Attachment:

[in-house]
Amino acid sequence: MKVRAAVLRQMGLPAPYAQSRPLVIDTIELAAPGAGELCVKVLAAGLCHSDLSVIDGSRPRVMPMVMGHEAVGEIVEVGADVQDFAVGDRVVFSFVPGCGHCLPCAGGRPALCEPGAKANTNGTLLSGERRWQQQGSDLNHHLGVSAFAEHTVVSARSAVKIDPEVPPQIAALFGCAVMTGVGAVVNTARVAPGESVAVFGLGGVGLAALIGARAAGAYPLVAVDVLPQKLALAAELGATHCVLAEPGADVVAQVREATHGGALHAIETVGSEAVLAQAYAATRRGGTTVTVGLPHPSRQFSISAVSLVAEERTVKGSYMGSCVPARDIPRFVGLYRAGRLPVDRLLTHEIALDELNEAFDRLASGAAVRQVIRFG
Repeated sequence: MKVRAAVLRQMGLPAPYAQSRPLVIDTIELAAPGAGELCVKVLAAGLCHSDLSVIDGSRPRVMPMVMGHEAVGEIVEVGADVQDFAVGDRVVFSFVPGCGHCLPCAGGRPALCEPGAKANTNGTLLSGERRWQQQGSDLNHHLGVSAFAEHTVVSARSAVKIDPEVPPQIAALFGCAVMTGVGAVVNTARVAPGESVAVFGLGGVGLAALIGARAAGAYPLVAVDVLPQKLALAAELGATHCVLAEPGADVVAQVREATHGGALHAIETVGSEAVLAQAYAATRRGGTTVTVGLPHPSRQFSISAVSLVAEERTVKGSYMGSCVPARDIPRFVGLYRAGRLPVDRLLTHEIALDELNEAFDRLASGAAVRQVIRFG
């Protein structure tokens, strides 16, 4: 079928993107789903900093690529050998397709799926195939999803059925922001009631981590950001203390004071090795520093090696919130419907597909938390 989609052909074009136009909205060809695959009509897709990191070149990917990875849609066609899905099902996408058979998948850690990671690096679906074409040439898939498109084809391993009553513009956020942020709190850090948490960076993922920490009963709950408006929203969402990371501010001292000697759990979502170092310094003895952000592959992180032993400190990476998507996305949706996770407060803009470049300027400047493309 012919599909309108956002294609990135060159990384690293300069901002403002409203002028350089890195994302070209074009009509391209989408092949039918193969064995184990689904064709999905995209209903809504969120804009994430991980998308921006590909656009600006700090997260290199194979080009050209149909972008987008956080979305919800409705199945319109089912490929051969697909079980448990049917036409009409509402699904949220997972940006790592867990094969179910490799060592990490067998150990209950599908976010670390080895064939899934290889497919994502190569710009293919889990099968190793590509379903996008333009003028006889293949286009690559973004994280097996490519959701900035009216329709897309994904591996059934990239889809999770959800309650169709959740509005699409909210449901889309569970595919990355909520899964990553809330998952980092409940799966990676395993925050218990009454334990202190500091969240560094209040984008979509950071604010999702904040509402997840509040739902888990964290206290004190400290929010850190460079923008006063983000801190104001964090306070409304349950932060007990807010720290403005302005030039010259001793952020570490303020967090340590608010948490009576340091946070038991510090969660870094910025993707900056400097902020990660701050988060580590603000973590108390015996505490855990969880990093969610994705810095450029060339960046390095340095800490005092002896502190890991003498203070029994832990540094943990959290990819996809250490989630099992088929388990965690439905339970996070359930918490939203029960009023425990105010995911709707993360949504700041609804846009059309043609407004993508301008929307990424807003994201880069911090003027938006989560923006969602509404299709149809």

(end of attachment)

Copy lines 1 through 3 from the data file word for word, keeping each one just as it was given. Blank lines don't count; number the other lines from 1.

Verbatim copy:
[in-house]
Amino acid sequence: MKVRAAVLRQMGLPAPYAQSRPLVIDTIELAAPGAGELCVKVLAAGLCHSDLSVIDGSRPRVMPMVMGHEAVGEIVEVGADVQDFAVGDRVVFSFVPGCGHCLPCAGGRPALCEPGAKANTNGTLLSGERRWQQQGSDLNHHLGVSAFAEHTVVSARSAVKIDPEVPPQIAALFGCAVMTGVGAVVNTARVAPGESVAVFGLGGVGLAALIGARAAGAYPLVAVDVLPQKLALAAELGATHCVLAEPGADVVAQVREATHGGALHAIETVGSEAVLAQAYAATRRGGTTVTVGLPHPSRQFSISAVSLVAEERTVKGSYMGSCVPARDIPRFVGLYRAGRLPVDRLLTHEIALDELNEAFDRLASGAAVRQVIRFG
Repeated sequence: MKVRAAVLRQMGLPAPYAQSRPLVIDTIELAAPGAGELCVKVLAAGLCHSDLSVIDGSRPRVMPMVMGHEAVGEIVEVGADVQDFAVGDRVVFSFVPGCGHCLPCAGGRPALCEPGAKANTNGTLLSGERRWQQQGSDLNHHLGVSAFAEHTVVSARSAVKIDPEVPPQIAALFGCAVMTGVGAVVNTARVAPGESVAVFGLGGVGLAALIGARAAGAYPLVAVDVLPQKLALAAELGATHCVLAEPGADVVAQVREATHGGALHAIETVGSEAVLAQAYAATRRGGTTVTVGLPHPSRQFSISAVSLVAEERTVKGSYMGSCVPARDIPRFVGLYRAGRLPVDRLLTHEIALDELNEAFDRLASGAAVRQVIRFG